Scallopers, Gloucester will be the scene of the first of seven in-person meetings and two webinars over the next two months as the New England Fishery Management Council conducts scoping for a limited access Atlantic sea scallop program.
The meeting will take place Wednesday, April 27, from 5 to 6:30 p.m. at Cruiseport Gloucester, 6 Rowe Square.
The Newburyport-based council “is charged with conserving and managing fishery resources from 3 to 200 miles off the coasts of Maine, New Hampshire, Massachusetts, Rhode Island and Connecticut,” with major ports Gloucester, New Bedford, and including Portland, Maine, according to its website.
“In September of 2022, the council will decide whether to initiate an amendment to the Atlantic Sea Scallop Fishery Management Plan that may allow the leasing of access area allocations and DAS (days-at-sea) in the Limited Access component of the fishery,” says the council’s scoping document dated April 15. The fishery takes place along the East Coast from Maine to Virginia.
“The council has not taken a position on leasing and first wants to hear from all stakeholders,” it said in a prepared statement.
The council said it is conducting the meetings at the request of a segment of the scallop fishery and is canvassing the public and the industry to gauge support for the proposal.
It is seeking opinions on whether a leasing program is needed, what issues in the fishery would the program address, what are the benefits and drawbacks, and what are the other approaches the council might consider to provide flexibility.
The council wants to hear how the program could affect the scallop resource, permit holders, shore-side businesses, and captains and crew, among other things.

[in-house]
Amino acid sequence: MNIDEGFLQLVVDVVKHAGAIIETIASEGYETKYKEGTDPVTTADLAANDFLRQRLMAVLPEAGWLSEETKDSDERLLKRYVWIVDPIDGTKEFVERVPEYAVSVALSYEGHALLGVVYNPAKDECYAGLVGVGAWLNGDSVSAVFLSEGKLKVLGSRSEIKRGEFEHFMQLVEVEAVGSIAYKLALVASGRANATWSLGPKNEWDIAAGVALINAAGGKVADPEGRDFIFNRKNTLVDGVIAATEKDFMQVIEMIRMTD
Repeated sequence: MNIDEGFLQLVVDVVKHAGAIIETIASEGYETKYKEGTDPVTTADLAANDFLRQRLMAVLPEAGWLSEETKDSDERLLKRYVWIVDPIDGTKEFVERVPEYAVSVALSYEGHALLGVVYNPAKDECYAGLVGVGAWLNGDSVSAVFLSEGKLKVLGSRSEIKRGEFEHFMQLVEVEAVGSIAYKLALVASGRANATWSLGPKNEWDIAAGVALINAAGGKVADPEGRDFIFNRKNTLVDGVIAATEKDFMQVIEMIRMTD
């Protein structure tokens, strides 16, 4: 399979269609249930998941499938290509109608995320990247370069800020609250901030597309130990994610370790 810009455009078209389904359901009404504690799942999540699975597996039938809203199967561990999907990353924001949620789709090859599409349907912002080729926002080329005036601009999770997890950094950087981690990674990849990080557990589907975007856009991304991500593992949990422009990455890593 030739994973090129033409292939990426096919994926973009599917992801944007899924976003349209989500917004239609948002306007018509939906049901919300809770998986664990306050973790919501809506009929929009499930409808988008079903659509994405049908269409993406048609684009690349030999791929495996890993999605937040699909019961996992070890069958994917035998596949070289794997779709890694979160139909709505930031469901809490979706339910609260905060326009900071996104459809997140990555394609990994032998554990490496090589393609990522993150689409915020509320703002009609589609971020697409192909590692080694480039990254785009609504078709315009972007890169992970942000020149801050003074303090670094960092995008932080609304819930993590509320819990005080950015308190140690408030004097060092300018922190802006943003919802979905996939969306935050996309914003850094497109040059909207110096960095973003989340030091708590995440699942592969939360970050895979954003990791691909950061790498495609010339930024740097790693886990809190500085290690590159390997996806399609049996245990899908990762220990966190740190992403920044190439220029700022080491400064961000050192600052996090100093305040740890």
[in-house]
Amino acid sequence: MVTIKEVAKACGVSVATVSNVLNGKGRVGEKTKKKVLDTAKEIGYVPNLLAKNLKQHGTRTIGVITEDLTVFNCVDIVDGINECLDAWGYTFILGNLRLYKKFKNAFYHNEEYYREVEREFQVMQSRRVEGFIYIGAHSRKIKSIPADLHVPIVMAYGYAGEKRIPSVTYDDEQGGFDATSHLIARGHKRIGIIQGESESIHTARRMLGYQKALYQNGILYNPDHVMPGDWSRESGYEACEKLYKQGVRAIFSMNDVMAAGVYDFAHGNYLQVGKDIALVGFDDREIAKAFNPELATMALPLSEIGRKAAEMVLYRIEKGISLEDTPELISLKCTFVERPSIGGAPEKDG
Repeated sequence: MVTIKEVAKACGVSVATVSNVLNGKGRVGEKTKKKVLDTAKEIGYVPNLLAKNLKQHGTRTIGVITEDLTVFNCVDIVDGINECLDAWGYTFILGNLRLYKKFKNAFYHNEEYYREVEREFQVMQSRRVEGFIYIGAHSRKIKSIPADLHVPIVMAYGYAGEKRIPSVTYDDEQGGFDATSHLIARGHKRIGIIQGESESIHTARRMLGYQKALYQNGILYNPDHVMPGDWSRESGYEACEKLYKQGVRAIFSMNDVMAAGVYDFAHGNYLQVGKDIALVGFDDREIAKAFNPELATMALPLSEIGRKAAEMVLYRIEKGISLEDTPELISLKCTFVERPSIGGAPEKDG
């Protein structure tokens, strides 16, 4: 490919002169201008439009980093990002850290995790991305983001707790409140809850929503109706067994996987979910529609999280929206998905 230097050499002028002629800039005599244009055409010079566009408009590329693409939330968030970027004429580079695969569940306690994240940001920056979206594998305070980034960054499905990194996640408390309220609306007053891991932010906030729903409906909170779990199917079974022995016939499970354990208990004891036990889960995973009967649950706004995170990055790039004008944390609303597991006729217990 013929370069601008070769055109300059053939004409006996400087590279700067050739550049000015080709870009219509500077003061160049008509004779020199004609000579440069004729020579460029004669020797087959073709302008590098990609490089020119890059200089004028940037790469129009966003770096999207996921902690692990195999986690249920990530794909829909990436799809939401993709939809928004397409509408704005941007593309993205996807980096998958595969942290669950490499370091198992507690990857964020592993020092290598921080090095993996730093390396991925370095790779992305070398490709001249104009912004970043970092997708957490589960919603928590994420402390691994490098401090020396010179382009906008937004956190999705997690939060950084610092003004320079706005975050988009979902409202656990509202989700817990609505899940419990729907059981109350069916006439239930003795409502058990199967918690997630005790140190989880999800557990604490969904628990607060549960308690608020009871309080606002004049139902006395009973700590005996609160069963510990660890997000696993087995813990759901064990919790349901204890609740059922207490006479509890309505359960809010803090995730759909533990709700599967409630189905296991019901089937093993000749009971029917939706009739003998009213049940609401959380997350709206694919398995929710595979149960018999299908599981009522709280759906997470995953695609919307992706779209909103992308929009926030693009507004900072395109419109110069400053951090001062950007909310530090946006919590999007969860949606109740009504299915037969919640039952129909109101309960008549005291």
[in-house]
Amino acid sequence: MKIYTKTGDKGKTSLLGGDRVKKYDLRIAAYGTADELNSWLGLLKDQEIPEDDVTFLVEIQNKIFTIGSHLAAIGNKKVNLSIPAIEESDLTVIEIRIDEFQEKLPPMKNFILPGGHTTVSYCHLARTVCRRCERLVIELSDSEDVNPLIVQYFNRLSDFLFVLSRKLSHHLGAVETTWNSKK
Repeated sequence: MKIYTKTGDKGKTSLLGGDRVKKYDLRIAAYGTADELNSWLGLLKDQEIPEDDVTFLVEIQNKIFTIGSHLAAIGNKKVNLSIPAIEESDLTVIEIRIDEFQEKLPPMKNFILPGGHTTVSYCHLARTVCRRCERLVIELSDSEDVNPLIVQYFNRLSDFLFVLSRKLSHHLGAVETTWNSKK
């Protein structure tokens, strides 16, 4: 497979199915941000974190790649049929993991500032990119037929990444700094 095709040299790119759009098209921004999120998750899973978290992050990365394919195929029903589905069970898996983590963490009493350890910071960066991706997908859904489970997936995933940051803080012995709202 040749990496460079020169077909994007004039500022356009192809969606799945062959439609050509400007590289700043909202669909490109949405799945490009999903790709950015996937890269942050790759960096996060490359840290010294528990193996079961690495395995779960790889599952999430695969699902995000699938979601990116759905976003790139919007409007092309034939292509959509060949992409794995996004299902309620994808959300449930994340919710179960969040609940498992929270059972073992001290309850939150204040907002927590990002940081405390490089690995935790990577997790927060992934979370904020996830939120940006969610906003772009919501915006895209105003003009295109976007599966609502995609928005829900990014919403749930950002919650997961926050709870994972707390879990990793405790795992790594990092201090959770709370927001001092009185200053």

In September, the council will receive a summary of comments from the meetings, webinars and those sent to it in written form and “decide if it will take the next step to initiate an amendment to the Atlantic Sea Scallop Fishery Management Plan to develop alternatives for a limited access leasing program,” the statement said.
The council established the limited access component of the scallop fishery in 1994 as part of a program to reduce fishing mortality and rebuild the scallop resource in what was an overfished stock at the time, according to the council’s scoping document. Measures were put in place to limit fishing effort, “such as limiting fishing time through days-at-sea management, crew restrictions, gear restrictions, reporting requirements, and vessel upgrade restrictions,” the scoping document states.
All vessels within a certain permit category, full-time, part-time or occasional, were allocated the same number of days at sea. The measures, the scoping document states, “prohibited combining permits or transferring day-at-sea allocations from several vessels onto a single vessel and also established an ownership cap of no more than 5% of the total number of limited access permits issued.”
“If the council were to initiate an amendment to develop a limited access leasing program,” the council’s scoping document goes on to say, “the changes could include but are not limited to: allowing the temporary transfer of days-at-sea or access area allocations from one permit to another, allowing the permanent transfer of days-at-sea or access area allocations from one permit to another, limits on the amount of leased or transferred allocation that may be fished on a single vessel, efficiency adjustments, and vessel power adjustments.”
The council approved its scoping document earlier this month at a Mystic, Connecticut, meeting. The in-person meetings will not have a remote participation option, but two webinars are scheduled for June 17 and 24.
Ethan Forman can be reached at 978-675-2714, or email@example.com.